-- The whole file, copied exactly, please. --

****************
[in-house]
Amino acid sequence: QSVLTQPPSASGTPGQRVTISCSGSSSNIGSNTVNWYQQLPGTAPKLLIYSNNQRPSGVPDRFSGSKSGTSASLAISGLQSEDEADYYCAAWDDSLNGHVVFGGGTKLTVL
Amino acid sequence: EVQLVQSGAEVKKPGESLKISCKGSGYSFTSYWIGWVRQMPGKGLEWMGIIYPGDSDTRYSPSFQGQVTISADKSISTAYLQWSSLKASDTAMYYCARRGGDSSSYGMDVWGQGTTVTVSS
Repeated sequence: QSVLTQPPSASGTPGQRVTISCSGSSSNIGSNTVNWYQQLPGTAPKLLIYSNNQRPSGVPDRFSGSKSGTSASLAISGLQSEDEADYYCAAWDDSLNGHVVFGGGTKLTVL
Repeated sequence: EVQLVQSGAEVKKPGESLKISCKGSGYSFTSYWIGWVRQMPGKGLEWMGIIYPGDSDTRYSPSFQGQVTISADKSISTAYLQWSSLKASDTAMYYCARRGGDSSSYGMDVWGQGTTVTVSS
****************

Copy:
[in-house]
Amino acid sequence: QSVLTQPPSASGTPGQRVTISCSGSSSNIGSNTVNWYQQLPGTAPKLLIYSNNQRPSGVPDRFSGSKSGTSASLAISGLQSEDEADYYCAAWDDSLNGHVVFGGGTKLTVL
Amino acid sequence: EVQLVQSGAEVKKPGESLKISCKGSGYSFTSYWIGWVRQMPGKGLEWMGIIYPGDSDTRYSPSFQGQVTISADKSISTAYLQWSSLKASDTAMYYCARRGGDSSSYGMDVWGQGTTVTVSS
Repeated sequence: QSVLTQPPSASGTPGQRVTISCSGSSSNIGSNTVNWYQQLPGTAPKLLIYSNNQRPSGVPDRFSGSKSGTSASLAISGLQSEDEADYYCAAWDDSLNGHVVFGGGTKLTVL
Repeated sequence: EVQLVQSGAEVKKPGESLKISCKGSGYSFTSYWIGWVRQMPGKGLEWMGIIYPGDSDTRYSPSFQGQVTISADKSISTAYLQWSSLKASDTAMYYCARRGGDSSSYGMDVWGQGTTVTVSS